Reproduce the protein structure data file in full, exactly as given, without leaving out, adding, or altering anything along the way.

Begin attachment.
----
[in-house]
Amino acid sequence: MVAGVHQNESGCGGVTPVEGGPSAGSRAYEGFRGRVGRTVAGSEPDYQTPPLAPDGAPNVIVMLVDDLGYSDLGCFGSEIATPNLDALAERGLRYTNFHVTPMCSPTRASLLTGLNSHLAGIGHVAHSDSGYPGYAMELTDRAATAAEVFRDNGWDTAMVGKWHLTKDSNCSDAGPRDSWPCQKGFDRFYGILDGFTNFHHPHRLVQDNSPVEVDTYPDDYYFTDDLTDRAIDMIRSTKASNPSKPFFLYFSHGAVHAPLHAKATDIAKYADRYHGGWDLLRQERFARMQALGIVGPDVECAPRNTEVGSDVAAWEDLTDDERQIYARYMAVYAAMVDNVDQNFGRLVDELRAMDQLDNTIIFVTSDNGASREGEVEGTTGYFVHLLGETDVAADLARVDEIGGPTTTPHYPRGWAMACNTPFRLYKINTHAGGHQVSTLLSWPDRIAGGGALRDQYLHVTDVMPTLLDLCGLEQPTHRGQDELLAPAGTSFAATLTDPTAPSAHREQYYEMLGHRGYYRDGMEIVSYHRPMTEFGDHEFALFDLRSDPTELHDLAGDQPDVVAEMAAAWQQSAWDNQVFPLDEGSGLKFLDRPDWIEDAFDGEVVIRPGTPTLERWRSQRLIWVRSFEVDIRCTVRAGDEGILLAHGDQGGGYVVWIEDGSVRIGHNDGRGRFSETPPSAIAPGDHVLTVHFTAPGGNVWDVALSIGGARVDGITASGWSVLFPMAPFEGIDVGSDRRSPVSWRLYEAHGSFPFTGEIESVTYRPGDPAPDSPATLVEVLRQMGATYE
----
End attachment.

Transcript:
[in-house]
Amino acid sequence: MVAGVHQNESGCGGVTPVEGGPSAGSRAYEGFRGRVGRTVAGSEPDYQTPPLAPDGAPNVIVMLVDDLGYSDLGCFGSEIATPNLDALAERGLRYTNFHVTPMCSPTRASLLTGLNSHLAGIGHVAHSDSGYPGYAMELTDRAATAAEVFRDNGWDTAMVGKWHLTKDSNCSDAGPRDSWPCQKGFDRFYGILDGFTNFHHPHRLVQDNSPVEVDTYPDDYYFTDDLTDRAIDMIRSTKASNPSKPFFLYFSHGAVHAPLHAKATDIAKYADRYHGGWDLLRQERFARMQALGIVGPDVECAPRNTEVGSDVAAWEDLTDDERQIYARYMAVYAAMVDNVDQNFGRLVDELRAMDQLDNTIIFVTSDNGASREGEVEGTTGYFVHLLGETDVAADLARVDEIGGPTTTPHYPRGWAMACNTPFRLYKINTHAGGHQVSTLLSWPDRIAGGGALRDQYLHVTDVMPTLLDLCGLEQPTHRGQDELLAPAGTSFAATLTDPTAPSAHREQYYEMLGHRGYYRDGMEIVSYHRPMTEFGDHEFALFDLRSDPTELHDLAGDQPDVVAEMAAAWQQSAWDNQVFPLDEGSGLKFLDRPDWIEDAFDGEVVIRPGTPTLERWRSQRLIWVRSFEVDIRCTVRAGDEGILLAHGDQGGGYVVWIEDGSVRIGHNDGRGRFSETPPSAIAPGDHVLTVHFTAPGGNVWDVALSIGGARVDGITASGWSVLFPMAPFEGIDVGSDRRSPVSWRLYEAHGSFPFTGEIESVTYRPGDPAPDSPATLVEVLRQMGATYE